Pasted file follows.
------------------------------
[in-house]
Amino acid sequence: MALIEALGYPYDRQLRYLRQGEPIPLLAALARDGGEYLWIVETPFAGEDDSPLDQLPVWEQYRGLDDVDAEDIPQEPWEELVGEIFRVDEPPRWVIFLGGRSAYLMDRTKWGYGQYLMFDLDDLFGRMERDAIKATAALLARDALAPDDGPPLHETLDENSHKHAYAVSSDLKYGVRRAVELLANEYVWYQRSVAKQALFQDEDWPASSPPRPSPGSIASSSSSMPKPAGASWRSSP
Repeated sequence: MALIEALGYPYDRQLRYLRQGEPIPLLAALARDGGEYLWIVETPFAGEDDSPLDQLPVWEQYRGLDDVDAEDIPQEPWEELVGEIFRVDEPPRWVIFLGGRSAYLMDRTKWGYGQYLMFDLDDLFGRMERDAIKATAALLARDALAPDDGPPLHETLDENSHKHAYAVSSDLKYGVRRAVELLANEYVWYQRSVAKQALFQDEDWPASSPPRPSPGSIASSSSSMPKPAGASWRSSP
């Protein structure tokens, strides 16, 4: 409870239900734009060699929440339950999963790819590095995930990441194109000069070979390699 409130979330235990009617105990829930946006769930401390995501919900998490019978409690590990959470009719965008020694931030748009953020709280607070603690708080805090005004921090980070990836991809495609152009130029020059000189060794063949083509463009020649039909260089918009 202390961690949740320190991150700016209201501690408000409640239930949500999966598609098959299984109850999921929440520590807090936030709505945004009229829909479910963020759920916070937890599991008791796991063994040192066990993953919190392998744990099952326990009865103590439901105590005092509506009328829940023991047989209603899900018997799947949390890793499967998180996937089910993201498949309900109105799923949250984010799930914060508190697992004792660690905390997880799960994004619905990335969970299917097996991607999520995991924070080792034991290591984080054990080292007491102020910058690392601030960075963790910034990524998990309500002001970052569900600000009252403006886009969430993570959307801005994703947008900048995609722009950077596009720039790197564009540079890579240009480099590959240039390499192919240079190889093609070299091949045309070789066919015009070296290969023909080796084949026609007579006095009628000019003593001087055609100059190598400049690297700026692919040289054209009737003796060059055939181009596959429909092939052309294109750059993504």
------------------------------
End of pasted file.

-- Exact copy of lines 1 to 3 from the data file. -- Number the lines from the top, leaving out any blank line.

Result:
[in-house]
Amino acid sequence: MALIEALGYPYDRQLRYLRQGEPIPLLAALARDGGEYLWIVETPFAGEDDSPLDQLPVWEQYRGLDDVDAEDIPQEPWEELVGEIFRVDEPPRWVIFLGGRSAYLMDRTKWGYGQYLMFDLDDLFGRMERDAIKATAALLARDALAPDDGPPLHETLDENSHKHAYAVSSDLKYGVRRAVELLANEYVWYQRSVAKQALFQDEDWPASSPPRPSPGSIASSSSSMPKPAGASWRSSP
Repeated sequence: MALIEALGYPYDRQLRYLRQGEPIPLLAALARDGGEYLWIVETPFAGEDDSPLDQLPVWEQYRGLDDVDAEDIPQEPWEELVGEIFRVDEPPRWVIFLGGRSAYLMDRTKWGYGQYLMFDLDDLFGRMERDAIKATAALLARDALAPDDGPPLHETLDENSHKHAYAVSSDLKYGVRRAVELLANEYVWYQRSVAKQALFQDEDWPASSPPRPSPGSIASSSSSMPKPAGASWRSSP